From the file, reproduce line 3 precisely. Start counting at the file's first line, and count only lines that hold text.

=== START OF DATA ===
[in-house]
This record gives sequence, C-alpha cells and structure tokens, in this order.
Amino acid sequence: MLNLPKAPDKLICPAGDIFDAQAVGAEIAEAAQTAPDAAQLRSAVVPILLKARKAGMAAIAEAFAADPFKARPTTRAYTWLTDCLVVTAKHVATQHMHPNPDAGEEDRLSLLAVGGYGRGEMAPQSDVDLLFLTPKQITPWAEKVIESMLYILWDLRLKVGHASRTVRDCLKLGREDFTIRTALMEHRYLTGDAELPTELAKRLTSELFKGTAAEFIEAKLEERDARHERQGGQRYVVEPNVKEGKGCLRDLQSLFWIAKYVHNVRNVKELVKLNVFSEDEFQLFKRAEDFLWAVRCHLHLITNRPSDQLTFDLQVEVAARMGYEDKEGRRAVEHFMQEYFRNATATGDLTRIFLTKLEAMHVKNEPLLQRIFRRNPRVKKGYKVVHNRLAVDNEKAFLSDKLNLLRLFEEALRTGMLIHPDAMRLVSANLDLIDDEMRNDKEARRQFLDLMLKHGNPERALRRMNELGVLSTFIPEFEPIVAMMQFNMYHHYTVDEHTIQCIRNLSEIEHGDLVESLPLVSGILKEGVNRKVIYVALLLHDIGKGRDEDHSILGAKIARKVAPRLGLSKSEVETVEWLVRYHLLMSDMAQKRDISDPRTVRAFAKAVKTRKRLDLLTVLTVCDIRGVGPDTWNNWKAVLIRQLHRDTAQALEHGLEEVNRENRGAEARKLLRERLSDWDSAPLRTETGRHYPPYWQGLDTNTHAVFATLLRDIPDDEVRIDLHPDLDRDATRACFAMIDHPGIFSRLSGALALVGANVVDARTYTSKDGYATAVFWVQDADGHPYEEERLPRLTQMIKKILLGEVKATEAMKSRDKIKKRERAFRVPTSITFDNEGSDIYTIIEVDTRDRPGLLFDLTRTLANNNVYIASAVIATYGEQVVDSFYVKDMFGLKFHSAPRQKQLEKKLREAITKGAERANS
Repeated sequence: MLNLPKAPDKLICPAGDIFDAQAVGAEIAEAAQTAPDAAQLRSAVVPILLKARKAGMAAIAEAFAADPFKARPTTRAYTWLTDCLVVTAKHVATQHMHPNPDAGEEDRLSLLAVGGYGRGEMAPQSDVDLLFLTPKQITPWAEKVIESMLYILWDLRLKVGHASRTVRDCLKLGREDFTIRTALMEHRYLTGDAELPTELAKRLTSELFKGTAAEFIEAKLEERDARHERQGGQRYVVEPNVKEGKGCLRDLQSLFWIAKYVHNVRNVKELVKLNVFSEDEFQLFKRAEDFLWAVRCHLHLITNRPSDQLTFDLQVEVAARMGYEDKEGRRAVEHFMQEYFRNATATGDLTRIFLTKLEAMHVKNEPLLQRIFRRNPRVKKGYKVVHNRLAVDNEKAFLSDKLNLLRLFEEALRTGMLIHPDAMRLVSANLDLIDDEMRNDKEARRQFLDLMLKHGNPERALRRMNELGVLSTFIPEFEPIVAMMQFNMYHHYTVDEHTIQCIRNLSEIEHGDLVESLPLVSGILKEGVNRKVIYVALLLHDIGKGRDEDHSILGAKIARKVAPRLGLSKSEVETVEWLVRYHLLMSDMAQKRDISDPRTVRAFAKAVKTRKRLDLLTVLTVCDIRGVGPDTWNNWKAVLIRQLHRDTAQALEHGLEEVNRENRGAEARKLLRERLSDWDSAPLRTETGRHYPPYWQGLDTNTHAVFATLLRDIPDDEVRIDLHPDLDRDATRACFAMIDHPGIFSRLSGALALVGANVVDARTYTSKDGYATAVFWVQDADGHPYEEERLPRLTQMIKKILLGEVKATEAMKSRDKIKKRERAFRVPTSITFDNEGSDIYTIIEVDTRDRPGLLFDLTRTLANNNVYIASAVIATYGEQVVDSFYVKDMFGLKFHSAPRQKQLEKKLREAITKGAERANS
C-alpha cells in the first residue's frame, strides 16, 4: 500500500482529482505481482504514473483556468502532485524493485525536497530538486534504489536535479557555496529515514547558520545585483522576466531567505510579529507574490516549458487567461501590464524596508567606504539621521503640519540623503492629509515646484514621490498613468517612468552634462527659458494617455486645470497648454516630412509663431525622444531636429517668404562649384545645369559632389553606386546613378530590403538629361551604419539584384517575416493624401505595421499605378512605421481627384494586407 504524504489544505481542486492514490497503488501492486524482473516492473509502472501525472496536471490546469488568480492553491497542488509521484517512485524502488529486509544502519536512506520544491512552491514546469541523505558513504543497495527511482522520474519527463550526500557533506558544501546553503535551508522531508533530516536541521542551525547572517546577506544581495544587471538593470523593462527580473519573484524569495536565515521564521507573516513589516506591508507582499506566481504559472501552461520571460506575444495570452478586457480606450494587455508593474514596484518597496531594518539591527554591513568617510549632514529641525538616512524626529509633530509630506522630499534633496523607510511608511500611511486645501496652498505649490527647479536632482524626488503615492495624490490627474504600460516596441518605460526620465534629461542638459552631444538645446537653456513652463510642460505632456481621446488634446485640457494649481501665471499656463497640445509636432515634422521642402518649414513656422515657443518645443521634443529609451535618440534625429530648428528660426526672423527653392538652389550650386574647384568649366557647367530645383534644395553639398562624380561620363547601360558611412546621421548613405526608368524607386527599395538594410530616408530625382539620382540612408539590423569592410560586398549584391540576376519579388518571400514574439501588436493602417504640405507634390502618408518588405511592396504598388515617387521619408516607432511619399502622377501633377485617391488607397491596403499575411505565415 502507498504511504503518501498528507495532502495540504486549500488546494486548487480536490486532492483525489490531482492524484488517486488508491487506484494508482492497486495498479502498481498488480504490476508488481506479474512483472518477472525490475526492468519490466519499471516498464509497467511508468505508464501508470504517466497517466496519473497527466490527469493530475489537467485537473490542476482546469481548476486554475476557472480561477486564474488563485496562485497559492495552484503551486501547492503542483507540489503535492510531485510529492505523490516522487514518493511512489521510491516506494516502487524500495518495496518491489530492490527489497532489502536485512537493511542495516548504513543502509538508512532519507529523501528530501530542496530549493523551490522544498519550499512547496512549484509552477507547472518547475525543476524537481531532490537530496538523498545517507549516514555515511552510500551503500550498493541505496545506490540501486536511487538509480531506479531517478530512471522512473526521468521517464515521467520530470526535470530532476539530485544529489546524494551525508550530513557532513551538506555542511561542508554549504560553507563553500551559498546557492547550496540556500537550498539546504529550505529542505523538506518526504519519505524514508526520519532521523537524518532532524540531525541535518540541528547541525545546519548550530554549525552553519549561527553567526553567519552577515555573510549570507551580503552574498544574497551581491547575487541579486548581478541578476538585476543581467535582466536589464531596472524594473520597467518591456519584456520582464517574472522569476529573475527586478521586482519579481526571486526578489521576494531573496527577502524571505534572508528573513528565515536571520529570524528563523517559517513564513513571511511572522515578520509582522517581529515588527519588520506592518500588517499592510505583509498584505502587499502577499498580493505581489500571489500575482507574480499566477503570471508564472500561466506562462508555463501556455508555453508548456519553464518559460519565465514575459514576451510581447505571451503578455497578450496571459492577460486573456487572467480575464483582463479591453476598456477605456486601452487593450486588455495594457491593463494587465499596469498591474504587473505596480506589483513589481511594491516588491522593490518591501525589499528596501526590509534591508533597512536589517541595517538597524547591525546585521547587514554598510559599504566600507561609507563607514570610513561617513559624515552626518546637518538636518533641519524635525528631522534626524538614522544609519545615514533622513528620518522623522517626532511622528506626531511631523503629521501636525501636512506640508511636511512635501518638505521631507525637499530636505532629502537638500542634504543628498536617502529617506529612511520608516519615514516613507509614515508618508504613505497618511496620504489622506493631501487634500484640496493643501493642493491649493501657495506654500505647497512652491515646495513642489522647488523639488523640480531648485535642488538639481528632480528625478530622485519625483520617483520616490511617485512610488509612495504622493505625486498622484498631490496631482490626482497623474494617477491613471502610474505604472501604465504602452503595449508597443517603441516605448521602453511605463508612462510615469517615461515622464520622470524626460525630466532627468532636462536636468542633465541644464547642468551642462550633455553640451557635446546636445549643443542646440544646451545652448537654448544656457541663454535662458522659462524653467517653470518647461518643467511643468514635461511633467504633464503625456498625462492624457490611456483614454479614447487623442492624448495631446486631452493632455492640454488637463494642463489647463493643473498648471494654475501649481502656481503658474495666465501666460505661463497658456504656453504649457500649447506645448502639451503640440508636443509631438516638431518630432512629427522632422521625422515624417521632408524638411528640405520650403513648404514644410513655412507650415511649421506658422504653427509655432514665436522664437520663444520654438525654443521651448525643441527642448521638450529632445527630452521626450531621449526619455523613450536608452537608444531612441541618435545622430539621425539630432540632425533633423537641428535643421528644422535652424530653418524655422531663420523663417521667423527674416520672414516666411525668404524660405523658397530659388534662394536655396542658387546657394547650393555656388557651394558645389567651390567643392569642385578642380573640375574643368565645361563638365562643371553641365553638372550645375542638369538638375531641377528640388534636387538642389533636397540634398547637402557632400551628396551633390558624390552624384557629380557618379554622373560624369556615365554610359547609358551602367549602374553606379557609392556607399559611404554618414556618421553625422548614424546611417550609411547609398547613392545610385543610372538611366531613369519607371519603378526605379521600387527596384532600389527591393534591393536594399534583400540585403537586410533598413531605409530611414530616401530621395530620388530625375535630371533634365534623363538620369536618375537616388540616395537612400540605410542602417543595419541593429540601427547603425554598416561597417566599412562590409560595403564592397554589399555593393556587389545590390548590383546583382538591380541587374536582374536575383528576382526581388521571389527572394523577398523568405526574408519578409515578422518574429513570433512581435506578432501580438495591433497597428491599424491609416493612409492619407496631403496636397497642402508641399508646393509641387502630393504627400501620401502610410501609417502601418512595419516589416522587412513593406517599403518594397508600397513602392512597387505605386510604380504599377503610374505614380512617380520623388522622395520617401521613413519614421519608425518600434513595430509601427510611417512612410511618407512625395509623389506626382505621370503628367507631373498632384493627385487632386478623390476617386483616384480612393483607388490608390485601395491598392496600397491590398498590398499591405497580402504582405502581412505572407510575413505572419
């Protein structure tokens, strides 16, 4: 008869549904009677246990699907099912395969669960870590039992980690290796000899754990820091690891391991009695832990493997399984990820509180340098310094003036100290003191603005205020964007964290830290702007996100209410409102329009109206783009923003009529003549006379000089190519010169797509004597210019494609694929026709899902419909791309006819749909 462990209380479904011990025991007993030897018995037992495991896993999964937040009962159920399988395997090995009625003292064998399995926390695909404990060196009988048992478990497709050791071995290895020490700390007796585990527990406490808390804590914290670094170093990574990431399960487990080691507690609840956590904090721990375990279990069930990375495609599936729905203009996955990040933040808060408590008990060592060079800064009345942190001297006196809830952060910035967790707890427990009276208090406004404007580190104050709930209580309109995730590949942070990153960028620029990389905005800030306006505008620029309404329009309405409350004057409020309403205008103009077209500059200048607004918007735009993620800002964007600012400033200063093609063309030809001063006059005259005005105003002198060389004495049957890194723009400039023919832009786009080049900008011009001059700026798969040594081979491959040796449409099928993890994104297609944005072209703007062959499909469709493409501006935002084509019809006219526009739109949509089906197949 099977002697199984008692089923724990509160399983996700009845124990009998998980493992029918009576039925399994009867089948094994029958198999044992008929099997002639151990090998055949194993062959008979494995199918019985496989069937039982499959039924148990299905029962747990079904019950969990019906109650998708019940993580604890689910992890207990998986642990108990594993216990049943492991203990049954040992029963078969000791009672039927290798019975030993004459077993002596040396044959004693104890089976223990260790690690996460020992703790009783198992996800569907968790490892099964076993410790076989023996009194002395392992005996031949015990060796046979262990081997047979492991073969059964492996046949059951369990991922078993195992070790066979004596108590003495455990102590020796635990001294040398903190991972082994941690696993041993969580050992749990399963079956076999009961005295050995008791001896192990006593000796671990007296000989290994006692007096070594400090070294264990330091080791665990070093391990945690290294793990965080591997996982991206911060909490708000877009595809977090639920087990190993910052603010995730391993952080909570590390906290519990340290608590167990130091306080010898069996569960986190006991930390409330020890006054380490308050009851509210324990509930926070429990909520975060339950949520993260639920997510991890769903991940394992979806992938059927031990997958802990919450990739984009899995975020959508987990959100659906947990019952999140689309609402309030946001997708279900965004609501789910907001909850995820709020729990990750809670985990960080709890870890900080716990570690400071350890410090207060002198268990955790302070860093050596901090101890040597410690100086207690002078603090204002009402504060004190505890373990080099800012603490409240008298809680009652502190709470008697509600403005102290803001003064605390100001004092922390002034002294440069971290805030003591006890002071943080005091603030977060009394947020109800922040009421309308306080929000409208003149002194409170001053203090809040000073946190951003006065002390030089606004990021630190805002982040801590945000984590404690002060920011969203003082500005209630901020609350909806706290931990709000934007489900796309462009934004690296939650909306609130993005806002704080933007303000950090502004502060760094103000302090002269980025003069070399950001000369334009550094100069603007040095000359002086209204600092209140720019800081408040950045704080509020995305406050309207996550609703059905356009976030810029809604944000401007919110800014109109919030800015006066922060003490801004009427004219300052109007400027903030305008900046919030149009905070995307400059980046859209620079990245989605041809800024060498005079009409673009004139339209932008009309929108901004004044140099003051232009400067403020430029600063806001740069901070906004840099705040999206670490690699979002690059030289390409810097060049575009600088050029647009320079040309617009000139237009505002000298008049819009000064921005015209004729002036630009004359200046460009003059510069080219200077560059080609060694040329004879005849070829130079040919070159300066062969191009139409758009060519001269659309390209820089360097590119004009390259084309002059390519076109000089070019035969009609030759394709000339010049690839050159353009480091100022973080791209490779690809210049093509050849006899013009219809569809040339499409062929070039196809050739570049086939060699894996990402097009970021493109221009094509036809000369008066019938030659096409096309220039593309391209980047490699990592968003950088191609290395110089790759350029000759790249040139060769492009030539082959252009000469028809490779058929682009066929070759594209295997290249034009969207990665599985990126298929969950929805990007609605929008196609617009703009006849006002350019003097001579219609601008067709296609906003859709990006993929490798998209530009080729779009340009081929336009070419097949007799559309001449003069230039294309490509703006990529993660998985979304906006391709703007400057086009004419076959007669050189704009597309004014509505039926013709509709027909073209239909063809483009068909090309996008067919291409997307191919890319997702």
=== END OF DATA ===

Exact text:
Amino acid sequence: MLNLPKAPDKLICPAGDIFDAQAVGAEIAEAAQTAPDAAQLRSAVVPILLKARKAGMAAIAEAFAADPFKARPTTRAYTWLTDCLVVTAKHVATQHMHPNPDAGEEDRLSLLAVGGYGRGEMAPQSDVDLLFLTPKQITPWAEKVIESMLYILWDLRLKVGHASRTVRDCLKLGREDFTIRTALMEHRYLTGDAELPTELAKRLTSELFKGTAAEFIEAKLEERDARHERQGGQRYVVEPNVKEGKGCLRDLQSLFWIAKYVHNVRNVKELVKLNVFSEDEFQLFKRAEDFLWAVRCHLHLITNRPSDQLTFDLQVEVAARMGYEDKEGRRAVEHFMQEYFRNATATGDLTRIFLTKLEAMHVKNEPLLQRIFRRNPRVKKGYKVVHNRLAVDNEKAFLSDKLNLLRLFEEALRTGMLIHPDAMRLVSANLDLIDDEMRNDKEARRQFLDLMLKHGNPERALRRMNELGVLSTFIPEFEPIVAMMQFNMYHHYTVDEHTIQCIRNLSEIEHGDLVESLPLVSGILKEGVNRKVIYVALLLHDIGKGRDEDHSILGAKIARKVAPRLGLSKSEVETVEWLVRYHLLMSDMAQKRDISDPRTVRAFAKAVKTRKRLDLLTVLTVCDIRGVGPDTWNNWKAVLIRQLHRDTAQALEHGLEEVNRENRGAEARKLLRERLSDWDSAPLRTETGRHYPPYWQGLDTNTHAVFATLLRDIPDDEVRIDLHPDLDRDATRACFAMIDHPGIFSRLSGALALVGANVVDARTYTSKDGYATAVFWVQDADGHPYEEERLPRLTQMIKKILLGEVKATEAMKSRDKIKKRERAFRVPTSITFDNEGSDIYTIIEVDTRDRPGLLFDLTRTLANNNVYIASAVIATYGEQVVDSFYVKDMFGLKFHSAPRQKQLEKKLREAITKGAERANS